Aug 272009

The Snapshot Isolation Level and Read Committed Snapshot features were a big improvement when SQL Server 2005 came out – finally, SQL Server had optimistic locking as well as pessimistic locking!  This is a feature that allows writers not to block readers, and readers will not block writers – instead, the readers will look at the most recent row, and ignore the fact that it’s currently being written to.  This sounds great on first inspection – long running transactions won’t block other transactions! If you accidentally have a BEGIN TRANSACTION but you haven’t followed up with a COMMIT or a ROLLBACK, other users won’t be blocked.

It recently came up in discussion that you can just turn on Read Committed Snapshot, and a lot of your blocking will be a thing of the past.  While this is true, I strongly discourage turning on Read Committed Snapshot for existing applications unless you know exactly how your application will respond to it.

Read Committed Snapshot is a modification to the Read Committed Isolation level that uses row versioning to read the previous value.  The trouble comes when you realise that Read Committed Snapshot is the default isolation level, and once you’ve turned it on, every single read committed transaction will run as a snapshot. 

If the developers of your application expect that Read Committed will be the default (back when they wrote the application when SQL Server 2000 was the latest version, this was a reasonable assumption), then changing Read Committed’s behaviour can have unintended consequences.

Let’s look at an example.  We’ll create a new database, containing a single table, Inventory.  This is a simple stock control system, and we’ll be looking at the procedure to check out an item. It’s worth noting that there are better and safer methods of writing the stock checkout function to not have this issue (such as using Repeatable Read), but it’s very possible that the developers of your application used something similar, and it worked “good enough”.

CREATE DATABASE ReadCommittedSnapshotTest

USE ReadCommittedSnapshotTest

CREATE TABLE Inventory (
      ItemID int NOT NULL 
    , LocationID int NOT NULL
    , Qty int
    , PRIMARY KEY (ItemID, LocationID)
CREATE NONCLUSTERED INDEX ncixLocationItem ON Inventory(LocationID, ItemID)

Next, we’ll insert some data.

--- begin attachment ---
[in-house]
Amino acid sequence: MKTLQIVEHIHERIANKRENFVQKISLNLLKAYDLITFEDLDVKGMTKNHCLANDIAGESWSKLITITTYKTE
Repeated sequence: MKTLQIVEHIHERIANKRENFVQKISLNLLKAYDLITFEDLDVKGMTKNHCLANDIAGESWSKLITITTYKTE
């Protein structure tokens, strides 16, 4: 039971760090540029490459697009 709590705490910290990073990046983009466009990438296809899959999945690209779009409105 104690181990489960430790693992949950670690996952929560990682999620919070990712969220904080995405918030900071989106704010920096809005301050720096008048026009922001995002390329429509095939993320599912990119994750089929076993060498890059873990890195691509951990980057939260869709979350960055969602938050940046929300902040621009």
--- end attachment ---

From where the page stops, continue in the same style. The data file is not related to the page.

INSERT INTO Inventory (ItemID, LocationID, Qty)
VALUES(rand() * 1000 + 1, 1, rand() * 40 + 1)
INSERT INTO Inventory (ItemID, LocationID, Qty)
VALUES(rand() * 1000 + 1, 2, rand() * 40 + 1)
INSERT INTO Inventory (ItemID, LocationID, Qty)
VALUES(rand() * 1000 + 1, 3, rand() * 40 + 1)
GO 2000
-- Ignore any key violation errors - we'll still get enough data
INSERT INTO Inventory (ItemID, LocationID, Qty) VALUES (796, 1, 5)

For the next part, we need to run the following query on two separate sessions at the same time.  I’ve added a 10-second delay in processing the transaction – you can imagine that there may be other processing required to complete the checkout, and this may take a second or two.  Ten seconds is a little unrealistic, but provides enough time to run the query in the other window.

The way this transaction works is that we begin a transaction, and read the number of items that are in stock at the moment.  If there are more than we want to take, we update the Inventory.

DECLARE @QtyRequired int, @QtyRemain int
SELECT @QtyRequired = 4
SELECT @QtyRemain = SUM(QTY) FROM Inventory WHERE ItemID = 796 AND LocationID = 1
IF @QtyRemain - @QtyRequired >= 0 
    UPDATE Inventory SET Qty = Qty - @QtyRequired
    WHERE ItemID = 796 AND LocationID = 1
    -- Do other stuff in other tables or databases to check out the item
    WAITFOR DELAY '00:00:10'
    SELECT 'Checkout complete'
    SELECT 'Not enough qty!'

SELECT * FROM Inventory WHERE ItemID = 796

If you run the two queries together, you’ll notice that both queries take about 10 seconds to run, and the one that ran first will report “Checkout complete”, and the other will report “Not enough qty!”.  This is good – the second query was blocked until the first was finished.

Let’s turn on READ COMMITTED SNAPSHOT and see what the effect will be.  First we’ll replace the items so we can run the same query again.

-- Replace the inventory
UPDATE Inventory SET Qty = 5 WHERE ItemID = 796 AND LocationID = 1

ALTER DATABASE ReadCommittedSnapshotTest
-- You may need to disconnect the other session for this to complete.

Run the two queries again, side by side.  This time, it still takes 10 seconds to run both queries, but the second query returns a –3 quantity.  Oh dear.

As mentioned, using Repeatable Read would help solve this issue, as you would be guaranteed the data wouldn’t change between the initial stock count check, and the update.  As the two queries are VERY close together, you may never see this issue with the code above, but it still can happen.  As I mentioned, this is an example of “good enough” code.  However, the difference is that the problem only has a narrow window of a few milliseconds to occur with READ COMMITTED, but has 10 seconds to occur with READ COMMITTED SNAPSHOT.